Frozen… at the Harbin Ice and Snow festival
Imagine if you will, being given an assignment that required you to sit in your freezer for 3 days. Then, imagine multiplying that temperature by three, and you might have some idea of what it was like to photograph the 27th Harbin International Ice and Snow festival in January.
Don’t get me wrong, it was fun… looking back on it… but when you are dealing with minus 34 degree temperatures, it’s not always pleasant. Heat packs, for example, only feel warm once you are back inside the hotel. Useful… NOT! So then you try wearing lots of clothes. But try walking around on ice covered footpaths and roads, and then attempting to squat to get that slightly better angle (of perhaps a crazy man fishing while sitting in the middle of a frozen lake with the wind howling and taking the temperature to minus 40) all while impersonating the Michelin Man.
But most crazy of all is attempting to take pictures with your eyelashes sticking together (so that you can’t see) while at the same time, your beard is forming icicles on your face mask so that it gets so tight on your mouth that you can’t breathe. FUN… did I say that already?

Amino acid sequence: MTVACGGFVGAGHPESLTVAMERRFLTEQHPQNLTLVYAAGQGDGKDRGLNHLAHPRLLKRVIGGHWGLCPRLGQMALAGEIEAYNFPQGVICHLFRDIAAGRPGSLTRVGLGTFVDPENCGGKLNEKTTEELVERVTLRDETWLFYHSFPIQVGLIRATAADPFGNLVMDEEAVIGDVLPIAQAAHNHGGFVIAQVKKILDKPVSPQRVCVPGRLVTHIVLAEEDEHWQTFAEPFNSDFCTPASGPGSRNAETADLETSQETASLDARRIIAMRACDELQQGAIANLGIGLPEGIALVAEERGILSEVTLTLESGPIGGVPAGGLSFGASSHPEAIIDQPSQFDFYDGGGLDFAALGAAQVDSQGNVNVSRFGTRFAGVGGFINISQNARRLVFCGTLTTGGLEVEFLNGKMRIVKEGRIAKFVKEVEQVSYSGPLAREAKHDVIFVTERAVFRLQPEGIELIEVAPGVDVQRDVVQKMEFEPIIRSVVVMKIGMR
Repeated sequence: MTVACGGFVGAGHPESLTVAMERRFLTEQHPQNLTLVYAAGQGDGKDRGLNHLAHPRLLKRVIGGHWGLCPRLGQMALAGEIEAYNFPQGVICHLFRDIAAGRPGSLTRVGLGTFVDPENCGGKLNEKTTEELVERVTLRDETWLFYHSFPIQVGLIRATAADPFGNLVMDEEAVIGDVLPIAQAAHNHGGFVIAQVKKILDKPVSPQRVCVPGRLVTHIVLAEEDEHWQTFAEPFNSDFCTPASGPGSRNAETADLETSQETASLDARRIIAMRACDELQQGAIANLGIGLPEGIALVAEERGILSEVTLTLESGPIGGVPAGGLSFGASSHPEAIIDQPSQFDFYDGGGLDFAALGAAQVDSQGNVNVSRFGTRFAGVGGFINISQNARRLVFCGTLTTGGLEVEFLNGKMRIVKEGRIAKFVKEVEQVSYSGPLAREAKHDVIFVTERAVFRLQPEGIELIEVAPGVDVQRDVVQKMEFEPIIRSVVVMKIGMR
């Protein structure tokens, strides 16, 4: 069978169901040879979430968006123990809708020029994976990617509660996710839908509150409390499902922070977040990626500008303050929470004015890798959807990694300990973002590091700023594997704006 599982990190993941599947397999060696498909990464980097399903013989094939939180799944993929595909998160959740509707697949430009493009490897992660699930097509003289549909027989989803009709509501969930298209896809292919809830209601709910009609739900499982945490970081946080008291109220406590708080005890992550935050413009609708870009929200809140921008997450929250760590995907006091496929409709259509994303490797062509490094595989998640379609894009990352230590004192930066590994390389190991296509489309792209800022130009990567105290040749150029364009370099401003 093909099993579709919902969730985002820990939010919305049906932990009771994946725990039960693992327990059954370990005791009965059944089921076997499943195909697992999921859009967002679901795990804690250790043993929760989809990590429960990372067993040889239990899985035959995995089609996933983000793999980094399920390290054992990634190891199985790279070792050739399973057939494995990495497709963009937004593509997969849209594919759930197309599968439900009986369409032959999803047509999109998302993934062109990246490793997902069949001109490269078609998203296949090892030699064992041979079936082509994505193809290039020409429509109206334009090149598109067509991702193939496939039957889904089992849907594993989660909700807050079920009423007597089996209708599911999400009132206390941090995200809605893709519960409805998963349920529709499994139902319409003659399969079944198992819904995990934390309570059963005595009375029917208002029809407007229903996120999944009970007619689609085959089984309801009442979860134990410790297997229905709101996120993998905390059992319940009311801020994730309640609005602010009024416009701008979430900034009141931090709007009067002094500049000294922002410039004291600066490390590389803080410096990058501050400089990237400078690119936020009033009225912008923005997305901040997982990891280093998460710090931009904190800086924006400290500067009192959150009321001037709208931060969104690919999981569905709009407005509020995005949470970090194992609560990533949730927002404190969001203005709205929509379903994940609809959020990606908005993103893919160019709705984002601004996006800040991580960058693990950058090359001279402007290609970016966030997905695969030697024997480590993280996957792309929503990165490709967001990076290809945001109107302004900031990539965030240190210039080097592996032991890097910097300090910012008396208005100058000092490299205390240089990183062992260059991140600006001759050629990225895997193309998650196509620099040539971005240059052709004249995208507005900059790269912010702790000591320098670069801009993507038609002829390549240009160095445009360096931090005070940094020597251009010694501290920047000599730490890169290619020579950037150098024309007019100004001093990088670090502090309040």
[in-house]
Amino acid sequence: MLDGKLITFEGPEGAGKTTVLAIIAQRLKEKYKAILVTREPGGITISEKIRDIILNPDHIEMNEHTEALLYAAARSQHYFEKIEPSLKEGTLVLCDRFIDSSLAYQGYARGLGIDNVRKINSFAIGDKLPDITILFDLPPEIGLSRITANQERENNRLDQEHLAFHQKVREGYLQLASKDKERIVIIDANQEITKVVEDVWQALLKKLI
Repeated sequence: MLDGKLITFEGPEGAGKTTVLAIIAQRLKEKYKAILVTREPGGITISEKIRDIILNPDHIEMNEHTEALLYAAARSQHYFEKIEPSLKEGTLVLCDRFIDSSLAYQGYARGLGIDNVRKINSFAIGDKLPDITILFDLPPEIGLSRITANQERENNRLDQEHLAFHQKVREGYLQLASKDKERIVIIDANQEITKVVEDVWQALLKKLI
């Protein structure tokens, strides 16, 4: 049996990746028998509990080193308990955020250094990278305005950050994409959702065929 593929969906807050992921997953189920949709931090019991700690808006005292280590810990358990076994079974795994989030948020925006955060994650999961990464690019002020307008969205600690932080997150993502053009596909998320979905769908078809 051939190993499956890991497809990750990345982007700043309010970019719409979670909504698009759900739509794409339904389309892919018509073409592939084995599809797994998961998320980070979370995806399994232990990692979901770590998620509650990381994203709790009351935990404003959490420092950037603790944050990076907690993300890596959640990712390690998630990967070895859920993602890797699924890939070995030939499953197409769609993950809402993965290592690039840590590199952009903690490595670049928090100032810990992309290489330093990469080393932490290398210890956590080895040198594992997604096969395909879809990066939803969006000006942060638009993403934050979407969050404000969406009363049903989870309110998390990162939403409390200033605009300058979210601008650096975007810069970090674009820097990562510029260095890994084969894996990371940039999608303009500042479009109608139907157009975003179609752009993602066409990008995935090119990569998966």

However, the biggest problem you face with such conditions is equipment failure. The batteries that normally last 2 or 3 days in my Canon 5D Mark II were getting very slow around the 25 minute mark. Changing shutter speeds and ISO was becoming scary, as I knew the slower it took the camera to change settings, the sooner I would have no power left.
The most amazing thing I discovered was that simply holding the lens (which in this case was a 28-300mm zoom – changing lenses was not an option) was making the tips of my fingers hurt. And I mean hurt. Frostbite. Come on… I WAS WEARING GLOVES. Maybe I am just a soft Aussie who is used to plus 30 degrees rather than minus 30 degrees, but it was indeed impressive the camera was still working.
Finally on the night of the official opening ceremony, after sliding and slipping on the icy ground to get to a good position, wiping the layer of ice that quickly formed on the front of my lens when I stood in a hut for 5 minutes to get warm (forgetting basic physics lesson one), the fireworks exploded in the sky over the massive sculptures that were lit by neon tubes inside the ice.
The sculptures themselves are extremely impressive, the tallest standing around 50 meters high. But at the time I didn’t reflect on this at all, as my main concern was to just stop shaking while shooting at a 60th of a second.
One does have to ask “How could they build these structures when it is so painful to be outside for more than just a few hours a day?”
The reason — they are tough people!